Right of Reply: Good reasons to be wary of Obamacare

Right of Reply Good rea

November 2, 2009 20:25
4 minute read.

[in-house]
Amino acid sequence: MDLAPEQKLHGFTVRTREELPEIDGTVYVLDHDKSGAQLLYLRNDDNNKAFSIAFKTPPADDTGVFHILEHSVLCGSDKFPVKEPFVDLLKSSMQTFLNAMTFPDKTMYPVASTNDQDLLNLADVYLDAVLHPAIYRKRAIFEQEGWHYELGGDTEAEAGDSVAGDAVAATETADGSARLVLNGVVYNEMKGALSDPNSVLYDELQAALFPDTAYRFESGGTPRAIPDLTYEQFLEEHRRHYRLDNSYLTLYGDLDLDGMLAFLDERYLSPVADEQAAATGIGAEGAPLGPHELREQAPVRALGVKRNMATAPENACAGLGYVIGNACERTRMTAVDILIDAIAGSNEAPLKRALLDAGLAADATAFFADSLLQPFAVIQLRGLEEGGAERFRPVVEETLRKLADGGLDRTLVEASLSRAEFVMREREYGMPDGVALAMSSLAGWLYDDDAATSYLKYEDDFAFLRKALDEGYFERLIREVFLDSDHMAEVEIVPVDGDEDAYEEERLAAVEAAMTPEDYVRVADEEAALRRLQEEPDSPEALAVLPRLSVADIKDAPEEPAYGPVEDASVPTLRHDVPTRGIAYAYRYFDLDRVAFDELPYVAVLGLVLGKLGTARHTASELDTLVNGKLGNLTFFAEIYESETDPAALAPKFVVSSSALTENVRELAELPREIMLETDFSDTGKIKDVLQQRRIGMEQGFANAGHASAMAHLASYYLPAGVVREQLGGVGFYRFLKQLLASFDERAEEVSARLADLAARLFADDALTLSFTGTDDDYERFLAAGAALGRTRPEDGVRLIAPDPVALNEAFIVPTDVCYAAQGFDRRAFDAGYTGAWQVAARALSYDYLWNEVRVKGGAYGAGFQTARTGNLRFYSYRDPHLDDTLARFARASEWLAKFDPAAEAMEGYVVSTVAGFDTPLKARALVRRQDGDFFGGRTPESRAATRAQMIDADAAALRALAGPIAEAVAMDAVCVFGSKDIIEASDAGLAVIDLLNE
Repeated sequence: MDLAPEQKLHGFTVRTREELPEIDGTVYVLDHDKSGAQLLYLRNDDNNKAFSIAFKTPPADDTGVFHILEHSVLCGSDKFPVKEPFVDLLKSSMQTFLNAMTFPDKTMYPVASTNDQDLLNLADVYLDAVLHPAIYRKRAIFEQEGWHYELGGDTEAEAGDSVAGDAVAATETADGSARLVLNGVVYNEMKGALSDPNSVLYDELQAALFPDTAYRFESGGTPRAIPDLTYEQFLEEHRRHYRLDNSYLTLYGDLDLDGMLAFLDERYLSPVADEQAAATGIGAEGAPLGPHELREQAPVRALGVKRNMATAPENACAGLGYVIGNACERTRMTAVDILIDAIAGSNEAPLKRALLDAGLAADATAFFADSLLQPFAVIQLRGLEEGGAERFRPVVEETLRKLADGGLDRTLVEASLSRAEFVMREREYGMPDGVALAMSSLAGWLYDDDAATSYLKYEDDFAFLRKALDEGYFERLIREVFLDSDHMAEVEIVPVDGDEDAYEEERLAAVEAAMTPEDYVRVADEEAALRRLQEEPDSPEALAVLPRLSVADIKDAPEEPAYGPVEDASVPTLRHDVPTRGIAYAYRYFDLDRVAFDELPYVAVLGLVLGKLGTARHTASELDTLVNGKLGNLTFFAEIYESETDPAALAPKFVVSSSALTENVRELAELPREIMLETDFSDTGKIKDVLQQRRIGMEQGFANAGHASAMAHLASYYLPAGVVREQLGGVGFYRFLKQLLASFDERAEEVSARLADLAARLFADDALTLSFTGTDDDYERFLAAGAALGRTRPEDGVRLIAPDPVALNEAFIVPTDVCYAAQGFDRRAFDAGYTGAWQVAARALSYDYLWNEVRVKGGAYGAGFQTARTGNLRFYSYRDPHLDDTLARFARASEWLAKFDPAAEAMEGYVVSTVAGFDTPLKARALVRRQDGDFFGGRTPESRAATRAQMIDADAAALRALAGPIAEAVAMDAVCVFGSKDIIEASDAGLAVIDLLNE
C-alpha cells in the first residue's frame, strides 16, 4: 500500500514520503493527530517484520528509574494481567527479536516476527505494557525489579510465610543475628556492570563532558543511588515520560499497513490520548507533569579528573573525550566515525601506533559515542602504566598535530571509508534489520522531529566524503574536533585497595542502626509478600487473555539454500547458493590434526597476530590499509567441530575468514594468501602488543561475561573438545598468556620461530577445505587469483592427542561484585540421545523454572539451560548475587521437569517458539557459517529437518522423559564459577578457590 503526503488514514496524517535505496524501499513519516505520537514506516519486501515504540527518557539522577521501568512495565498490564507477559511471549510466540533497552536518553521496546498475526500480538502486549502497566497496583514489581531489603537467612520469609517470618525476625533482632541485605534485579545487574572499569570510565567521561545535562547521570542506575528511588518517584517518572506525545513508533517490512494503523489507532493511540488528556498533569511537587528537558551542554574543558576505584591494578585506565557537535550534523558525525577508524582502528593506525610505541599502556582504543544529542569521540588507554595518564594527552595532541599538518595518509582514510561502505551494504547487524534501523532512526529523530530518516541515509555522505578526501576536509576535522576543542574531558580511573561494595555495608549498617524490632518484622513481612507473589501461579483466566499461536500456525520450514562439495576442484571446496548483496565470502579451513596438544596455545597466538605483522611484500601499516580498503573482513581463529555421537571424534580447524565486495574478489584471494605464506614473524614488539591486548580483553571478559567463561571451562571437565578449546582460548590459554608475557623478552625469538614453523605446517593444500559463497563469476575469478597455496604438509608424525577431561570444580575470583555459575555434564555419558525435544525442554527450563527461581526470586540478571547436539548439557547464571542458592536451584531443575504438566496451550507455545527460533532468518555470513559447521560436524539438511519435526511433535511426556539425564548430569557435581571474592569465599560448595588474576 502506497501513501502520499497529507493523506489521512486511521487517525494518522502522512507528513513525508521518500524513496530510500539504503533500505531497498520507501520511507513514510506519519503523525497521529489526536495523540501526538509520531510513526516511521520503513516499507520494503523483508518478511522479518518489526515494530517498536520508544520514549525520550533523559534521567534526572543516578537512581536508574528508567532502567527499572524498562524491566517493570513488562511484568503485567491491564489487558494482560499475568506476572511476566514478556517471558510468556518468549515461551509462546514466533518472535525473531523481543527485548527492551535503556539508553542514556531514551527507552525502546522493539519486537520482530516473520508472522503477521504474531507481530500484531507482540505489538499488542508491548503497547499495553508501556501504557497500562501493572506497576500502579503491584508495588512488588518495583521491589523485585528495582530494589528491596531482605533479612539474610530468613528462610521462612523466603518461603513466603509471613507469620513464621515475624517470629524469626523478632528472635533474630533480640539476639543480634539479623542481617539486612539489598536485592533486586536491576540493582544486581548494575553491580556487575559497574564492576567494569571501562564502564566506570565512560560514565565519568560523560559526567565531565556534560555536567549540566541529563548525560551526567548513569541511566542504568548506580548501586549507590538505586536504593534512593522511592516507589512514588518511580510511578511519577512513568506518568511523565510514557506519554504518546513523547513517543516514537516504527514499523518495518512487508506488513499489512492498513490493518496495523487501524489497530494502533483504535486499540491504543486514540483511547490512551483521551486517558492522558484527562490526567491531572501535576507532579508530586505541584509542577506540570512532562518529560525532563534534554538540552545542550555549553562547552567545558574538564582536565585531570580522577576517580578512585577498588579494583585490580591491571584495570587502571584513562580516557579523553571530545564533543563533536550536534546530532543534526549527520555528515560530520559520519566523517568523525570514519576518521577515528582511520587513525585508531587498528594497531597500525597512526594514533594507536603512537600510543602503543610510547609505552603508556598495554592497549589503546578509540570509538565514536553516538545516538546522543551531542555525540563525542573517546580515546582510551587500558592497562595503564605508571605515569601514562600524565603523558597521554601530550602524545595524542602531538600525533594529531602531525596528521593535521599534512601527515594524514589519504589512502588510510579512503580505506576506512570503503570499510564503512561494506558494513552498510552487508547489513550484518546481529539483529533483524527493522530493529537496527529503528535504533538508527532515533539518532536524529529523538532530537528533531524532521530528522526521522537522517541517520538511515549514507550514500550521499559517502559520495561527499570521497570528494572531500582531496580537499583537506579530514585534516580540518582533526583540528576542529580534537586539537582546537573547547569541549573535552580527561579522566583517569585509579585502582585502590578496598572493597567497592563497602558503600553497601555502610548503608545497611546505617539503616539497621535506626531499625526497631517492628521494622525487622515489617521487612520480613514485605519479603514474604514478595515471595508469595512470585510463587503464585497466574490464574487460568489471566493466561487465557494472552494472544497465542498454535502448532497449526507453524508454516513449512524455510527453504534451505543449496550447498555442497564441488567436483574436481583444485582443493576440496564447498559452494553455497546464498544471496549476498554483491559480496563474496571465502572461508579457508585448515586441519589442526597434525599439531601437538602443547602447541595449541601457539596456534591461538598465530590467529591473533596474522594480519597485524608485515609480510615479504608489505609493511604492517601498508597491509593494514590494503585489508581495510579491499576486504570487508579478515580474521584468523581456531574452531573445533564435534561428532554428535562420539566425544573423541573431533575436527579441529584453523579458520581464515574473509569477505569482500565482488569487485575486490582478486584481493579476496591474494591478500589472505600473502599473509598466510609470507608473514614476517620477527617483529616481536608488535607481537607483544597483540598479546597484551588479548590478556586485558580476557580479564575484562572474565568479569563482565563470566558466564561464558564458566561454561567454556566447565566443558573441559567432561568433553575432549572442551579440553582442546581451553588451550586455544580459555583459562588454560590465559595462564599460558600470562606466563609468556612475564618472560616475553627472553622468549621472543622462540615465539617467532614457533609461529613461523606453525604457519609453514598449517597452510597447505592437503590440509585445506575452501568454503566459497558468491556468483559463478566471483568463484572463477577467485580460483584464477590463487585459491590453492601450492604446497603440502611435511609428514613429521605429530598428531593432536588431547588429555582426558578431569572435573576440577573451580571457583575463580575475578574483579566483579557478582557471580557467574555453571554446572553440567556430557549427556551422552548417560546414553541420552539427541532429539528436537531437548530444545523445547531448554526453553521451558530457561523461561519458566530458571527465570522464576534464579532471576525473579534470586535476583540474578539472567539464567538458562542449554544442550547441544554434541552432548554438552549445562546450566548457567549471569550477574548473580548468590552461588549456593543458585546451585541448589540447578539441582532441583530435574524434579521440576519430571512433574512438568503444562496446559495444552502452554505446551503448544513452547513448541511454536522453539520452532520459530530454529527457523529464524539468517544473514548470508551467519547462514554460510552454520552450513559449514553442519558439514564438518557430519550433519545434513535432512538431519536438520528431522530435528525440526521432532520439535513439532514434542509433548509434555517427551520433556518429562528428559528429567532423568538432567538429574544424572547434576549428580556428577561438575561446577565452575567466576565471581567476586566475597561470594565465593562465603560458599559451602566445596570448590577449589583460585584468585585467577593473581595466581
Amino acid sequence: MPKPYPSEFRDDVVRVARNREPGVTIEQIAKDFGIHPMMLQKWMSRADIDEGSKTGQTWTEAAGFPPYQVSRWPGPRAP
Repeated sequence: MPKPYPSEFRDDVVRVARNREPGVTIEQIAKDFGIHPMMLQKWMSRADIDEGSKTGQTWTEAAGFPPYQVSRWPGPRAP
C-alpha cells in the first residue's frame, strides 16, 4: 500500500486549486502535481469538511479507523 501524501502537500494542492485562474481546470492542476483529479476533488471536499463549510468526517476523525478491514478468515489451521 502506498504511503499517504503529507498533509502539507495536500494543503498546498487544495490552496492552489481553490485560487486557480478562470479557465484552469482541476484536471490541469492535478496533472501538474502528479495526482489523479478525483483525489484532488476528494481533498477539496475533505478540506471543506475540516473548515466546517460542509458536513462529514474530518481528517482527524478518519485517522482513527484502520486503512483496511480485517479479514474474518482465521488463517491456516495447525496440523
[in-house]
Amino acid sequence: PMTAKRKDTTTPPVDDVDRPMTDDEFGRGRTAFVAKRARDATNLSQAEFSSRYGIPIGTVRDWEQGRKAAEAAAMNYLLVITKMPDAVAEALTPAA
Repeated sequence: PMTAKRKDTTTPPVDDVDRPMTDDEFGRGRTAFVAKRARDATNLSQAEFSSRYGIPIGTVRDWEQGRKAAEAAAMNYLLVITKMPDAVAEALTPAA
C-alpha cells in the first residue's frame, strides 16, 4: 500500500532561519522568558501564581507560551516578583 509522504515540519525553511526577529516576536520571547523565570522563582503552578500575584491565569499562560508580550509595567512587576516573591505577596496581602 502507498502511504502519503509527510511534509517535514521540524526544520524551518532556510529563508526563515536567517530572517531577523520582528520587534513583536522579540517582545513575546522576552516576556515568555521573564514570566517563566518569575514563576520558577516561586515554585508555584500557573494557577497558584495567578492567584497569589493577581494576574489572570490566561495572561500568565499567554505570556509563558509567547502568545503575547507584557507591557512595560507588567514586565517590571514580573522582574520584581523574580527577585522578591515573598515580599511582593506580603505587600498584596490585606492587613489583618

There's been no shortage of nonsense and misinformation regarding opposition to President Barack Obama's plans to overhaul America's health care system. Unfortunately, the recent contribution on these pages by Pinchas Landau only makes matters worse. In his column "Better dead than red" (September 4), Landau posits that only American selfishness and paranoia of anything labeled "socialized medicine" can account for what he deems unthinking, irrational opposition to governmental takeover of one-sixth of the US economy. He summarizes all American opposition to nationalization thusly: "Better that they (the poor, elderly, etc.) die than that we use part of our massive wealth to provide them with health services commensurate with our country's capabilities." Well. That's an interesting perspective regarding a country that already provides substantially free medical care to 30 percent of its population - some 87 million poor people and seniors (heavily subsidized) through Medicare and Medicaid at a cost of approximately $900 billion, or more than $10,000 per recipient per year. Landau compounds his spurious assessment with "amazing facts" (i.e., one easily refuted statistical canard after another). To begin with, he contends that "at least 25%-30%" of Americans (75 to 90 million people!) have no health insurance. Please. Not even the shrillest advocates of nationalization use such exaggerated figures. According to Census Bureau data, the actual number is 15%. And even that doesn't tell the story. About half of those are not poor, but voluntarily choose to be self-insured. The actual number of "involuntary uninsured" is around 20 million, about 7% of the population - not surprising with an unemployment rate at 10%. And about half of those are illegal immigrants. Landau claims that "hordes of obese Americans" - his kind words - and their doctors waste "mind-boggling" amounts of money on care that could have been addressed far more cheaply by preventive measures. Notwithstanding his medical expertise on what screening and prevention is appropriate for each individual American, even the Congressional Budget Office refutes his assumptions of cost-savings. Preventive care may be invaluable where appropriate on an individual level, but it certainly isn't free, especially when used indiscriminately. CBO Director Doug Elmendorf notes that the definitive assessment in the New England Journal of Medicine reviewing hundreds of studies on preventive care found that more than 80% of preventive measures added to medical costs. HE IGNORES the one area where mind-boggling money actually is wasted: doctors practicing "defensive" medicine; ordering needless tests with an eye on preventing malpractice suits. Yet Republican-supported tort reform has been squelched by Democrats protecting their generous constituency of trial lawyers. Perhaps Landau's most outlandish claim is that "20,000 [Americans] die every year because they have no medical services accessible to them." Such a figure should make our nonsense-detectors set off alarms. Inaccessible? Federal law requires hospitals to treat emergency-room patients regardless of insurance or ability to pay, and there are thousands of clinics offering free care. More importantly, Landau's figure comes from a "study" debunked about 10 minutes after release: The researchers asked people if they had health insurance; if they did not, and then died at any time in the next 10 years (whether or not they later got insurance), their death was attributed to lack of insurance, regardless of actual circumstances of death. By that standard, having insurance kills about 3 million per year. America has good reasons to be wary of further socialization of its medical system. Current government medical spending is spiraling out of control, and - even according to Obama - is racked with fraud (currently $90 billion per year) and corruption. The current Obama-supported plans anticipate $1 trillion in new federal spending, add layers of bureaucracy (imagine the Post Office in charge of medical care) and a battery of new taxes that will drive up medical costs (confirmed by Obama's own HHS Office of the Actuary) - and will still leave millions uninsured. Yet, Landau suggests, opposing these plans is "McCarthyite"? Americans have watched Canada's socialized system degenerate over the years - now "imploding," according to the new president of the Canadian Medical Association. Canadians, with only a 10th of the US population, wait weeks for everything - an average of nine months for orthopedic surgery and seven months for neurosurgery. Of course, Canadians frequently employ another option: Over the past 10 years, more than a million Canadians have declined their "free" care and crossed the border to pay for needed services in American hospitals. American survival rates for diseases, perhaps the single-best measure of health care quality, are still unsurpassed. For example, for cancer - a disease where socialized medical wait-times can be lethal - American men have a 40% greater five-year survival rate than Europeans. American women have a 24% advantage. Why ruin that? There are legitimate arguments for and against increased socialization of American health care. Landau's misinformed diatribe, however, does not advance the discussion. The writer is an American attorney and political commentator currently living in Jerusalem. He serves as Counsel to Republicans Abroad Israel.

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